Malaysia Plans Anti-Corruption Drive as 1MDB Probe Intensifies
(Bloomberg) -- Malaysia is outlining the most urgent steps in its anti-corruption drive as investigators across the world intensify their probes into the sprawling scandal surrounding state fund 1MDB.
“We want to grow the best we can and learn from the past,” Prime Minister Mahathir Mohamad said in Putrajaya at the launch of the plan. “All of us make mistakes and do wrong things, but the important thing is to want to correct it.”
The government has picked out 22 priority areas out of the total 115 in its plan to improve the transparency and accountability across all levels of the administration, from law enforcement to corporate entities. The initiatives are set to be completed within one to five years, said Abu Kassim Mohamed, head of the National Centre for Governance, Integrity and Anti-Corruption.
Here are a few of the key initiatives:
- A political funding law will have punitive clauses and include an offence on lobbying, with Mahathir previously saying that he would look to Germany as an example. The rule is set to be completed within two years.
- Malaysia will have an asset declaration system for cabinet and parliament members by December. Parliament members must also reveal assets and interests according to a rule set to be issued by Dec. 2023.
- The government will ban cabinet members or “highly influential persons” from issuing letters to support projects, with the rule to be issued within one year.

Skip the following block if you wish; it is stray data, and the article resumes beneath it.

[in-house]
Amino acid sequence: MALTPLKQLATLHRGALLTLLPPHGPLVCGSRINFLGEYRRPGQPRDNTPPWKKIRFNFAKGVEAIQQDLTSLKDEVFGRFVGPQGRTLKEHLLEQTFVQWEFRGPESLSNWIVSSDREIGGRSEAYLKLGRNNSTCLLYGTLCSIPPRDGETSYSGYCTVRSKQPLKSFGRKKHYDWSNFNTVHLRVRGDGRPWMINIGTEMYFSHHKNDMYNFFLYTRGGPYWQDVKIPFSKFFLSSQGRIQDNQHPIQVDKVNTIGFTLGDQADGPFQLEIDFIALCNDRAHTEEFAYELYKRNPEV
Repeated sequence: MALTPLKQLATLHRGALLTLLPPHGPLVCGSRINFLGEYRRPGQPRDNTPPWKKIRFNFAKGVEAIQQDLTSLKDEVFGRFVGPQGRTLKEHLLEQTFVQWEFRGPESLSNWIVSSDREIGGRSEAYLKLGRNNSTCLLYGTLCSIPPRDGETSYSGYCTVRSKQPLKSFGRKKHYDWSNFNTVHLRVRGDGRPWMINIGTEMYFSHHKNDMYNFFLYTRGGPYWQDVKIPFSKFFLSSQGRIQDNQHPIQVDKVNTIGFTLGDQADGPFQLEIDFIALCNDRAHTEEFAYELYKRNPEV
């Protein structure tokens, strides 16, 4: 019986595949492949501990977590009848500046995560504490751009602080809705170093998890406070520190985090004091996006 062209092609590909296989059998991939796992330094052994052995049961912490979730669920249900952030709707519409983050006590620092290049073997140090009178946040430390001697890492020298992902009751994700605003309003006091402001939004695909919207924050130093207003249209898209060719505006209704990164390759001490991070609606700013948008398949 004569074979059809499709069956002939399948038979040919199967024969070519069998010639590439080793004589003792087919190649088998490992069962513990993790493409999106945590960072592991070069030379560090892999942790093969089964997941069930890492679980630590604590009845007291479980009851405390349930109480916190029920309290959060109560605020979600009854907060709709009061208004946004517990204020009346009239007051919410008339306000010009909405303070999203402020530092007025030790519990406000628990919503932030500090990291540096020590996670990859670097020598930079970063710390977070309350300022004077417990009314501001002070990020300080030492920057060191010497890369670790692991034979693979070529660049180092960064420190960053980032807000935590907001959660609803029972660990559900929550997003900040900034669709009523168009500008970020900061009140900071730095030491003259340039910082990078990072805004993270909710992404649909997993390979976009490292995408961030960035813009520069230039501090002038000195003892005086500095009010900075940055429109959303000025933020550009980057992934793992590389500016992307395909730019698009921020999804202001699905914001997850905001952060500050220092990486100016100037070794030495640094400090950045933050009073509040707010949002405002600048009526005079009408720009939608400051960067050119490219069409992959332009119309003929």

- Malaysia will regulate the appointment of politicians to boards of state-linked companies and entities to ensure it is based strictly on academic and professional qualifications. The rule will be issued within a year.
- There will be standard clauses in project procurement to protect the country’s interests, including for state statutory bodies and government-linked companies. In case of any breach of contract, the rule will allow Malaysia to terminate the deal and file civil suits against the parties involved. The rule will be issued within a year.
- Malaysia will include a provision in its existing anti-corruption act to require people benefiting from state-linked projects or tenders to reveal the beneficiary ownership structure. The rule will be issued within five years.
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